Students interpret maps and plans using compass points and directions. For example, students can generally:

locate and describe positions on maps or plans using the major compass points

interpret wholenumber scales to estimate real distance between objects

follow directions on informal and formal maps using compass points (including NE NW SE SW).
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Year 7: Algebra, function and pattern
In algebra, function and pattern, students at the national minimum standard at Year 7 begin to recognise and interpret simple algebraic relationships. They can model familiar situations with informal linear equations and number sentences.
Students, meeting the national minimum standard, can use visual images to identify attributes of equivalence, and continue and describe linear and simple nonlinear number patterns.
Relationships
Students recognise simple relationships presented visually as models or numerically in tables. For example, students can generally:

recognise and extend a linear relationship in a practical context

construct and interpret tables and graphs of simple functions

use the links between the 4 operations in familiar contexts.
Equivalence
Students solve simpleworded problems and number sentences. They can recognise and complete equivalences modelled visually. Students begin to identify inequalities involving the use of minimum (at least) or maximum (at most). For example, students can generally:
Patterns
Students recognise and continue linear and simple nonlinear patterns presented as models or in tables. For example, students can generally:
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Year 7: Measurement, chance and data
In measurement, chance and data, students at the national minimum standard at Year 7 use both formal and informal methods to measure and compare lengths, areas, volumes or angles. They identify and use relationships between standard units and read and record measurements from simple scales. Students can read and compare 12hour and 24hour time displays, and they calculate elapsed time.
Students, meeting the national minimum standard, can identify more/less/equally likely events and calculate simple numerical probabilities. They read and interpret data presented in graphs and tables.
Measures
Students measure and compare lengths, areas, volumes and angles. They read calibrated scales, and make conversions between metric units. For example, students can generally:
Chance and data
Students identify more/less/equally likely events and calculate probabilities in simple familiar contexts. They use and interpret a range of graphs and tables. For example, students can generally:
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Year 7: Working mathematically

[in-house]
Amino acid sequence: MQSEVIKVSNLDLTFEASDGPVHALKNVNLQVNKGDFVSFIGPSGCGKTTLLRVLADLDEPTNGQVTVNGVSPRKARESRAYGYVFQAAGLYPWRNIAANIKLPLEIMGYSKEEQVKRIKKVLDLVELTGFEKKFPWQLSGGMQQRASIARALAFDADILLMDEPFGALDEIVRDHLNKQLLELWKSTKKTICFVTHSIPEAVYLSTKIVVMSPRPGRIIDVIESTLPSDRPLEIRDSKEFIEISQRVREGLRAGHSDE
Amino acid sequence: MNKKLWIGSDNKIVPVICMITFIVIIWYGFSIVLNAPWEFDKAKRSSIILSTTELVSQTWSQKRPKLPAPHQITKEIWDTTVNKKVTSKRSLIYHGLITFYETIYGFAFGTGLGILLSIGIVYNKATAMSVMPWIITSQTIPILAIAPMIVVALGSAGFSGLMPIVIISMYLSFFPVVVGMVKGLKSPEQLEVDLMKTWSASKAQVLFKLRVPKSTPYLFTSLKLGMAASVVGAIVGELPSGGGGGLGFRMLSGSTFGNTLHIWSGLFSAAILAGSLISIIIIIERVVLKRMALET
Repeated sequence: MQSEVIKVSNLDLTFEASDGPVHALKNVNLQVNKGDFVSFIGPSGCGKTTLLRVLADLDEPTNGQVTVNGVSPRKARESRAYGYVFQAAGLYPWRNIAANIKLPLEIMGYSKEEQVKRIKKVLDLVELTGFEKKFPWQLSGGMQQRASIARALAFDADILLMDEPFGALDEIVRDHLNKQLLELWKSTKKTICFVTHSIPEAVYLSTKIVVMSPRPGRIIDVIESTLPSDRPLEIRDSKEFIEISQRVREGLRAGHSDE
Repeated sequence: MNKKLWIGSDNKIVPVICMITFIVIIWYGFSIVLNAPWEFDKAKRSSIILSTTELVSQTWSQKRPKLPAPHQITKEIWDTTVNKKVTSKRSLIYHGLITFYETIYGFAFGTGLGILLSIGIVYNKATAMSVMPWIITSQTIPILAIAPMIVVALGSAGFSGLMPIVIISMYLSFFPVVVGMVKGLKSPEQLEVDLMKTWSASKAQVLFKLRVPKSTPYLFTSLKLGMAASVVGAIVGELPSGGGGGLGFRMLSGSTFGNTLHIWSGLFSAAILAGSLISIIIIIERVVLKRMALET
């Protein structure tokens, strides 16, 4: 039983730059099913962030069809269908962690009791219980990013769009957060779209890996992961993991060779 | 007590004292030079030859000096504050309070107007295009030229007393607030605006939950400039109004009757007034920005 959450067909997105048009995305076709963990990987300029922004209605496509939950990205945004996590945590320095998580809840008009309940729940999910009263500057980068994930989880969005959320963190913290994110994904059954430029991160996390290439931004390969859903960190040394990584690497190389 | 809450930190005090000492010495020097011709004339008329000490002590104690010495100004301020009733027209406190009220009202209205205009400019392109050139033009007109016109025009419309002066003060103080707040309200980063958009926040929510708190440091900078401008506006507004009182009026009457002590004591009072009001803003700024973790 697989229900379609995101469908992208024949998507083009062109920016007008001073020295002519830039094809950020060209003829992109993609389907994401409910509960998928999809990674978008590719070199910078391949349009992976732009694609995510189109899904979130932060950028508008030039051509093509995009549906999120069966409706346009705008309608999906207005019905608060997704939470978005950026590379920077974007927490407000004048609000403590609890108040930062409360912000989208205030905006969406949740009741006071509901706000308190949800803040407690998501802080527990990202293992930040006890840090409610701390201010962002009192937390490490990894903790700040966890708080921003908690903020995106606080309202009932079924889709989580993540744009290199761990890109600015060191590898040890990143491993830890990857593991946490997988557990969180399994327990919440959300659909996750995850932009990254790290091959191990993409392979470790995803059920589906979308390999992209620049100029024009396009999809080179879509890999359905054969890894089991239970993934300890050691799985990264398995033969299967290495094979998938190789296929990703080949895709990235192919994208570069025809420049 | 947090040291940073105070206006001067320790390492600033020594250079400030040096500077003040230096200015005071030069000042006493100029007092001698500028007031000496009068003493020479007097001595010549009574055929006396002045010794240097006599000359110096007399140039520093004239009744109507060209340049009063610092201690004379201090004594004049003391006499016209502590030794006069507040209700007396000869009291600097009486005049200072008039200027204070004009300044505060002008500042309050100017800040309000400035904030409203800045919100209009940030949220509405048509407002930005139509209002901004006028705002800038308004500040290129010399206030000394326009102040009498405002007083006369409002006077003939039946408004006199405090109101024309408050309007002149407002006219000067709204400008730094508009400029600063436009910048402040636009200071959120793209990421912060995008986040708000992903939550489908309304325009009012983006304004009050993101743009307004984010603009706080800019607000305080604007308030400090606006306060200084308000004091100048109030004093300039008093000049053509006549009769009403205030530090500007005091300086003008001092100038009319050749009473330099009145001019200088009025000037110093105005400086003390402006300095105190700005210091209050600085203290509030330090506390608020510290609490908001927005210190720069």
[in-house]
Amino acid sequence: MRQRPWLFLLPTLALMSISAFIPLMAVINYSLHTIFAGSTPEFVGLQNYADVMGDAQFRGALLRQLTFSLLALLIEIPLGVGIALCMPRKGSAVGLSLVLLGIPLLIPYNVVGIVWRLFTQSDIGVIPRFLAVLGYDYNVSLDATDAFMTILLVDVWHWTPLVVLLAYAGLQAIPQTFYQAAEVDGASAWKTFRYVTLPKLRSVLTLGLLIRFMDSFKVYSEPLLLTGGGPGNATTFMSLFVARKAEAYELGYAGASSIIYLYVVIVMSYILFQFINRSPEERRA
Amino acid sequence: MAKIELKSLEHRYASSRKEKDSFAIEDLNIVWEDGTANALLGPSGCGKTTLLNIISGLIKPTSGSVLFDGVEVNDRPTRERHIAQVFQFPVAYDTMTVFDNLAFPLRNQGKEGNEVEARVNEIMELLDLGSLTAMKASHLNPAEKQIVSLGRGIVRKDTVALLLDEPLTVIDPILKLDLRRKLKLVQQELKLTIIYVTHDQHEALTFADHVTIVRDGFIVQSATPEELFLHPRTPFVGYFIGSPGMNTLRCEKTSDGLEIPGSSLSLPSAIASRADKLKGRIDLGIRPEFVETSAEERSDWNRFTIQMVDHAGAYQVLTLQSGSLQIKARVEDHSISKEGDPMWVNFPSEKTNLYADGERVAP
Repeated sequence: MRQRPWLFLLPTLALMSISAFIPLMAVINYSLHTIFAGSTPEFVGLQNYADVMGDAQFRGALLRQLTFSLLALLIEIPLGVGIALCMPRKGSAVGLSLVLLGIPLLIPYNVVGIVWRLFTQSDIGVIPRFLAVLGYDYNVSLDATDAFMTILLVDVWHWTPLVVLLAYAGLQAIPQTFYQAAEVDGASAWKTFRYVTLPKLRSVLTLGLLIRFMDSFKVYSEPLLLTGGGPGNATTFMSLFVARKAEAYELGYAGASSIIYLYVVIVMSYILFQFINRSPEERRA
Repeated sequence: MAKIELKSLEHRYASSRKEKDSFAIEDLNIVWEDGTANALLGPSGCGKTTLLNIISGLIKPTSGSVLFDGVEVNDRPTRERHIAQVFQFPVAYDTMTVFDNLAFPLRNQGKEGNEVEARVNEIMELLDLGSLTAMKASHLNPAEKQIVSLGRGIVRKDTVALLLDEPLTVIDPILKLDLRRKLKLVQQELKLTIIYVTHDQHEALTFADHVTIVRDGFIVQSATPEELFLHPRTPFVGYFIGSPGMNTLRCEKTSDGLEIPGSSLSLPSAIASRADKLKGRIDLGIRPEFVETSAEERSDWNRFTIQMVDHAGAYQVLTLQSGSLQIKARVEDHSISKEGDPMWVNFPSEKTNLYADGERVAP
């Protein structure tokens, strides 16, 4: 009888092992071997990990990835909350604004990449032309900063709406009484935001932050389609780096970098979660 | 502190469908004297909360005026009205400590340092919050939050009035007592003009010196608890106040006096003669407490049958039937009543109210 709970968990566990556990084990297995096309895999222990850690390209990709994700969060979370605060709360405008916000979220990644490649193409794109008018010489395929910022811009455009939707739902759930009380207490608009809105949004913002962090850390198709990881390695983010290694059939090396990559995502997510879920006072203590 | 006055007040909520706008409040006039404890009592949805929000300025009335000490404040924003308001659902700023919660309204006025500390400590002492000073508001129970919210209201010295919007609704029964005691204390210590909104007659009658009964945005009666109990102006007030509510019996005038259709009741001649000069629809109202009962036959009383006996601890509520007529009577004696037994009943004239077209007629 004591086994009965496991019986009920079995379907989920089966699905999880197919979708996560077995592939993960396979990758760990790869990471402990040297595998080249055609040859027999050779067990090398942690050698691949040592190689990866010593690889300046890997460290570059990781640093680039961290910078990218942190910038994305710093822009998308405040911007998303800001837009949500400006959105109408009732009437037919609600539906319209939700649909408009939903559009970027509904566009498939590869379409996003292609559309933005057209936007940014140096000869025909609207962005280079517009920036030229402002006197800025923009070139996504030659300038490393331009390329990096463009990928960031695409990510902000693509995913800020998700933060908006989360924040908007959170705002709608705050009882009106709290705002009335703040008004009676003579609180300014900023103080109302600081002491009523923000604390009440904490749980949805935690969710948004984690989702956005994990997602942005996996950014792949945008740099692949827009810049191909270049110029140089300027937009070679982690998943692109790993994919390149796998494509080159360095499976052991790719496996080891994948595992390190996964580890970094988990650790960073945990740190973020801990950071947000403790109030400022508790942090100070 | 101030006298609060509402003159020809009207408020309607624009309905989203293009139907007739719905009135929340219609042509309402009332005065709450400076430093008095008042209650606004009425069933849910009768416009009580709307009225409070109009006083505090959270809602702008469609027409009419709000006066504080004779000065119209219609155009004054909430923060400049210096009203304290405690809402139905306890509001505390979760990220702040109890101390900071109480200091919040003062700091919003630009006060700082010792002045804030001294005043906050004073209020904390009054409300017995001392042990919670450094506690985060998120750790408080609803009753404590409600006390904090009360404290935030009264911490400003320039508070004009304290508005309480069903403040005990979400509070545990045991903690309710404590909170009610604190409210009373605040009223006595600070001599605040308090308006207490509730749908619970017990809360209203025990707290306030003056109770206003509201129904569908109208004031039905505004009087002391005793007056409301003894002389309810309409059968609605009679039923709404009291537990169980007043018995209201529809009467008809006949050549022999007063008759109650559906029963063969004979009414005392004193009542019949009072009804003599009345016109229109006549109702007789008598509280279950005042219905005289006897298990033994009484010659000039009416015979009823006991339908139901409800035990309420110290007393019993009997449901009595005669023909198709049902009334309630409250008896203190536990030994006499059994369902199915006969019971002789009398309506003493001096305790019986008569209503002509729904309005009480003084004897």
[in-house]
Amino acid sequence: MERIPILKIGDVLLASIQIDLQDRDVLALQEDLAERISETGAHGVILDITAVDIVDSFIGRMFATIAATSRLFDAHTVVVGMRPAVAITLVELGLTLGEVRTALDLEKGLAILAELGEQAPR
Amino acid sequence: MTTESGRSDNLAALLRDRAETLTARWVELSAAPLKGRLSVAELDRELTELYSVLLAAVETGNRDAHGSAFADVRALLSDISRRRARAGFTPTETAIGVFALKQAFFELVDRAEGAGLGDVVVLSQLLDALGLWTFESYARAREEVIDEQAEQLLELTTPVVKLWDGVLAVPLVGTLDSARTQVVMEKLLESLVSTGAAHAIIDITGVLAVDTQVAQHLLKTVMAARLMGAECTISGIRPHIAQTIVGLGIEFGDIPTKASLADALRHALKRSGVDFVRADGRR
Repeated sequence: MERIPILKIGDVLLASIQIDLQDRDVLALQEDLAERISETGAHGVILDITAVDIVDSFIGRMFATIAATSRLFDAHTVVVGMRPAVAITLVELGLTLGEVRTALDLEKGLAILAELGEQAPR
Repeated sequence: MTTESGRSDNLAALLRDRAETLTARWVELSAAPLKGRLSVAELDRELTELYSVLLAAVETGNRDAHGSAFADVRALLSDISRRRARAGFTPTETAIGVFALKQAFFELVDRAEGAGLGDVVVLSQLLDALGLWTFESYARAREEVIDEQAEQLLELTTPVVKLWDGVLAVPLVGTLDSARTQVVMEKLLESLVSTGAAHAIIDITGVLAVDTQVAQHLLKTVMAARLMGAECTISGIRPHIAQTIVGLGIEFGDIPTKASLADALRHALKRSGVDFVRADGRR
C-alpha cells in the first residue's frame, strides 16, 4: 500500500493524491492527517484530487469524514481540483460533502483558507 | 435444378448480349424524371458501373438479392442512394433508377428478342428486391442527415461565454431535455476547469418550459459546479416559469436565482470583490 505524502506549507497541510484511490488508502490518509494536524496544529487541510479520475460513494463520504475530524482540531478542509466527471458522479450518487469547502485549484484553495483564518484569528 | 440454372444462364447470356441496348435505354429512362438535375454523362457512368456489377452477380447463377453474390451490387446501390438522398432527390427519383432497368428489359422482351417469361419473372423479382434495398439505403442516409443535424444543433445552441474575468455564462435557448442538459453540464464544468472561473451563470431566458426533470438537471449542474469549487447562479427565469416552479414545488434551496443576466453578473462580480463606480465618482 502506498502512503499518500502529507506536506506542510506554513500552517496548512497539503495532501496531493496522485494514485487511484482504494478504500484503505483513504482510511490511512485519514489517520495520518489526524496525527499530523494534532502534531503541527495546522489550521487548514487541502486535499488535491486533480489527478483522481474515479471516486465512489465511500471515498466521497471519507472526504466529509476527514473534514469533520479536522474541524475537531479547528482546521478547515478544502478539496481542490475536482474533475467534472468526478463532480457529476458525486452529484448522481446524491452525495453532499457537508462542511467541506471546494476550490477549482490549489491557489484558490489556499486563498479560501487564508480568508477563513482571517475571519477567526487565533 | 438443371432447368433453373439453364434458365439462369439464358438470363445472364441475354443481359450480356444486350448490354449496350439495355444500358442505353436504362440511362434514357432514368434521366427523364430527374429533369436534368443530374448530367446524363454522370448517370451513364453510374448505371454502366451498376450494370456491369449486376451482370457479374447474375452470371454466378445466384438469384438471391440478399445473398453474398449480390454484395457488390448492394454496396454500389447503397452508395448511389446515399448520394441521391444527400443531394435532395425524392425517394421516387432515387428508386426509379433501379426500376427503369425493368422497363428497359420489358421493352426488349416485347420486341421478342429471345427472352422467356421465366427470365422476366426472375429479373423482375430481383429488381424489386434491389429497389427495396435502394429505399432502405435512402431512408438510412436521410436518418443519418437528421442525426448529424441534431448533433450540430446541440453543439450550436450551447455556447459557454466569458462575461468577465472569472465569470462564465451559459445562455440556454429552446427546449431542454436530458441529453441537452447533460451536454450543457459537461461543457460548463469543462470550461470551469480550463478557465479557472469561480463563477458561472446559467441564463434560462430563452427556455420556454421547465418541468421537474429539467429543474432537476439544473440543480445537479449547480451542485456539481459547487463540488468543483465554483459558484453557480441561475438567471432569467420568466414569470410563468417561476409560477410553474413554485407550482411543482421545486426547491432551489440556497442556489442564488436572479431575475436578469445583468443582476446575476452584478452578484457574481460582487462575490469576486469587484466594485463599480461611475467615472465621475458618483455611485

In working mathematically, the emphasis is on the processes rather than strandspecific content. In working mathematically students at the national minimum standard at Year 7 can generally recall known number facts, procedures and properties of whole rational numbers. They can solve routine questions in familiar contexts using known problemsolving strategies.
Students recall known number facts, concepts and procedures. For example, students can generally:

recall properties of whole numbers, fractions, decimals and common 2D shapes

recognise equivalent forms of common fractions and number sentences

calculate with whole numbers, decimals and key percentages using written methods

read and interpret information from tables, lists, pictographs and a range of graphs

group shapes, objects or numbers according to a common property.
Students' ability to apply known problemsolving strategies and procedures to solve routine problems is essential for the students' progress. For example, students can generally:

select the correct set of operations or relationships for a given situation

represent situations using tables, graphs, informal number sentences, etc.

construct number sentences involving at least 2 operations for a situation

follow a sequence of mathematics operations, instructions and procedures

recognise and extend number patterns

solve routine problems involving the 4 operations, with or without access to a calculator.
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Year 9
Year 9: Number
In number, students at the national minimum standard at Year 9 identify, compare and order integers, decimals, key percentages and common fractions. They can identify equivalent representations of common fractions, key percentages and decimals.
Students, meeting the national minimum standard, can apply common strategies to calculate simple proportions, percentages and simple rates used in familiar practical situations. They can use common methods to form estimates and approximations of rational and irrational numbers and simple expressions.
Rational and irrational numbers
Students identify and represent rational and some irrational numbers and compare and order them in respect to their properties. For example, students can generally:

identify a rational expression with the same value as a given fraction

identify range within which the square root of a 3digit number lies

identify the rational number that is a solution to a routine word problem, with access to a calculator

compare and order rational and irrational numbers, with access to a calculator.
Calculating
Students calculate with 4 operations using integers, key percentages, decimals and common fractions. For example, students can generally:

solve a problem involving addition and subtraction of decimal numbers with different number of decimal places

use simple ratios in familiar practical situations

identify solutions of multistep word problems involving common fractions or key percentages.
Applying number
Students calculate proportions, key percentages and simple rates involving money, time and measurements. For example, students can generally:
Students can form estimates and approximations. For example, students can generally:
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Year 9: Space